Using custom connectors, you can integrate your business applications in Microsoft Flow. But the idea sounds better than the reality is.
Automate what can be automated
Many compare Microsoft Flow to IFTTT (If-This-Then-That). But it’s so much more than that. Using the tens of connectors and hundreds of templates, users without any development skills, can automate their daily work.
From simple action-reaction recipes, to a complete business processes with conditional executions, variables, web requests and scheduled executions: Microsoft Flow caters to all our needs.
The true benefit of Microsoft Flow
Unless you spend your day writing reports, creating presentations or crunching numbers in spreadsheets, you will need the ability to access your organization’s applications to automate your daily routine. Most likely, these applications are not among the standard connectors provided by Microsoft and third parties. But that’s not a problem at all! Microsoft Flow allows you to create custom connectors that allow you to integrate applications used in your organizations in your flows.
A thing about custom connectors
Custom Microsoft Flow connectors are extremely powerful and flexible. They allow you to connect to any API inside your organization or on the internet. Every user in your organization is allowed to create a custom connector and the only limitation is what they know… or what they read on the internet. Once they create a custom connector, they can decide with whom in your organization they want to share it and start building flows. And they don’t need anyone’s approval to do this.
Help prevent data loss in Microsoft Flow
Before you start using Microsoft Flow in your organization, you should setup a Data Loss Prevention (DLP) policy. This policy will help you prevent data loss from Microsoft Flow. Because Flow allows users to connect Microsoft’s applications, such as SharePoint or Outlook, with third-party applications, such as Slack or Twitter, a DLP policy allows you to choose which applications can be used together and are allowed to access the business data.
As your business data is stored in the Microsoft cloud, you will likely allow users to exchange it freely between applications that are a part of the Microsoft cloud, but will disallow the information to be shared with third-party applications.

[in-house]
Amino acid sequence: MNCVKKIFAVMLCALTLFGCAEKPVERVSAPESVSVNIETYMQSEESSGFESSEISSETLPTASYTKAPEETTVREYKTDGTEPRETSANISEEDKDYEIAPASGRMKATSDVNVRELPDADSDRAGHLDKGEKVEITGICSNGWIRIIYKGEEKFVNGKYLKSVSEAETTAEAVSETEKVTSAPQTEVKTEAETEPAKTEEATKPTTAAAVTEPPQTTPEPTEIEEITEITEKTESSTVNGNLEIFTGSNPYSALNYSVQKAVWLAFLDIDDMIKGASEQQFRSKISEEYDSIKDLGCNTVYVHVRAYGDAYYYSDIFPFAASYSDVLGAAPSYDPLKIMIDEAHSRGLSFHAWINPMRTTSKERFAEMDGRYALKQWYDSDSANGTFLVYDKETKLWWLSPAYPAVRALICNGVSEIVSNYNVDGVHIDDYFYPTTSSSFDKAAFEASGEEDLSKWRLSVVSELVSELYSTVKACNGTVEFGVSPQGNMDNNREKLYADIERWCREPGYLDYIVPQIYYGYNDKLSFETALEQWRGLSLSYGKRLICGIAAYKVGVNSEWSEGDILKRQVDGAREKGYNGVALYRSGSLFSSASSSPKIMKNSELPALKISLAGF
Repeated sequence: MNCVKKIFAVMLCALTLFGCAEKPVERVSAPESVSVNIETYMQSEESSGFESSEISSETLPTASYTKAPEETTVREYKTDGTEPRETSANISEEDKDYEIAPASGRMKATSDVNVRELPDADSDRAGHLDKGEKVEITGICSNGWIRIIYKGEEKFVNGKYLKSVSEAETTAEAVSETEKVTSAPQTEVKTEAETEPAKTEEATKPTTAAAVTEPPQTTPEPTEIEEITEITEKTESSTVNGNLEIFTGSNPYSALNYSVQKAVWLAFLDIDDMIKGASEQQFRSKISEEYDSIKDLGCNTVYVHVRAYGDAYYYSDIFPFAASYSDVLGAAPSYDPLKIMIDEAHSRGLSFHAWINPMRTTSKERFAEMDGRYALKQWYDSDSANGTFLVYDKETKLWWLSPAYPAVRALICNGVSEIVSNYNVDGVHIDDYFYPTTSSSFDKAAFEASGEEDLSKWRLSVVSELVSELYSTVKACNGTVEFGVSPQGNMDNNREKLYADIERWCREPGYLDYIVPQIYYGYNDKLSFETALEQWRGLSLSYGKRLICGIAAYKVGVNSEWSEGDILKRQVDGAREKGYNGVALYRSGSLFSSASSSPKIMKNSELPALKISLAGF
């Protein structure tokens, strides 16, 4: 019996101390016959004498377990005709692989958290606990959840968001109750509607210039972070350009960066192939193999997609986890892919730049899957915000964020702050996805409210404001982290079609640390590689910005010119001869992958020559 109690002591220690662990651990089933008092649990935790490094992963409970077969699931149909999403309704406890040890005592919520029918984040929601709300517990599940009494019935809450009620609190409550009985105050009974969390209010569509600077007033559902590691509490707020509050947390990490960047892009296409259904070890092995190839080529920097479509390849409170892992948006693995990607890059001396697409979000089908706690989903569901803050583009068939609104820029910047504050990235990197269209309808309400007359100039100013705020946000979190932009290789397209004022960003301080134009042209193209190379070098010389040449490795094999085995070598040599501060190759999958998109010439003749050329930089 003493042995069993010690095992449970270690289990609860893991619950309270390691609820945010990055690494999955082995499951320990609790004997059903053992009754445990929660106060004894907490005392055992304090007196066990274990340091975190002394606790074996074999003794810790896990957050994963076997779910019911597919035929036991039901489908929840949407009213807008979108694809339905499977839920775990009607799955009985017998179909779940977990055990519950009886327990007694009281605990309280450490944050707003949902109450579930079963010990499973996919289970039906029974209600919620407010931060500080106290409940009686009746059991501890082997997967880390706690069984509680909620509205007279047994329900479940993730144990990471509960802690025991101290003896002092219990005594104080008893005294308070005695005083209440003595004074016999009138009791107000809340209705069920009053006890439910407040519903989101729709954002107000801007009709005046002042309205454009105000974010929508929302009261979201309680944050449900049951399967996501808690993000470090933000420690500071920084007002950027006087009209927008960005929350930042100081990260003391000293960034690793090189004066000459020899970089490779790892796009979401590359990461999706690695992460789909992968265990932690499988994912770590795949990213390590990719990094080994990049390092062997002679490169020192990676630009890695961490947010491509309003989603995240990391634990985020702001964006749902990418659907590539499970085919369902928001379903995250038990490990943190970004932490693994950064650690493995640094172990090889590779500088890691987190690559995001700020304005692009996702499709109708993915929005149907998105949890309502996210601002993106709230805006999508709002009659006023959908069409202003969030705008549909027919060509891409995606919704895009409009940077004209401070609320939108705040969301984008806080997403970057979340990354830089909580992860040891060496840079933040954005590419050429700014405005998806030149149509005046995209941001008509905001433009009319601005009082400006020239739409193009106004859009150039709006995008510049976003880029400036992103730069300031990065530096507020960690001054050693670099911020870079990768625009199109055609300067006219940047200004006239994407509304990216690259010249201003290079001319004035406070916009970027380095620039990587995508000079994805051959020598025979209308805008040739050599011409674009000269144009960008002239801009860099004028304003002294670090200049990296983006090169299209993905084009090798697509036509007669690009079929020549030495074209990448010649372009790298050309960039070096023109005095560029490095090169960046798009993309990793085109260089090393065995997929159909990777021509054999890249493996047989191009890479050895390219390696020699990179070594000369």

Default is what you get
When configuring a DLP policy in your tenant, a part of the configuration is specifying the default data group: Business data only or No business data allowed. While the name is indicative and by itself doesn’t impose any limitations, users building flows won’t be able to use applications from two different groups in the same flow. And here is the catch.
From the information security point of view, you would do good to set the No business data allowed group as the default data group in your DLP policy. When you create a custom connector, it’s automatically assigned to the default group. And that’s exactly what you want. Since each connector can connect to any API on the internet, you want to control which connectors have access to your business data and where the data can potentially be sent to. But… at this moment, there is no way for you to assign a custom connector to a different data group. It is always assigned to the default group.
No easy choice
So in the end you’re left with a choice, and you lose either way. Do you set the Business data only group as default so that your organization can integrate its line of business application with Microsoft Flow and risk your data leaving your organization’s premises? Or do you set the No business data allowed group as default instead, to ensure that your business data is secure and prevent your users from automating their work risking them potentially turning to shadow IT practices to get their job done?
It could’ve been so much more
When you think about it, the ability to control to which data group a custom connector is assigned, is a prerequisite for an organization to use Microsoft Flow securely and benefit of its extensibility capabilities. Unfortunately, such configuration is not possible at this moment. The good news is, that Microsoft is aware of this limitation and will provide us with the ability to assign custom connectors to data groups in a DLP policy in the future. We don’t know when yet and so for now, this promise of a better future will have to do as we choose for the lesser evil.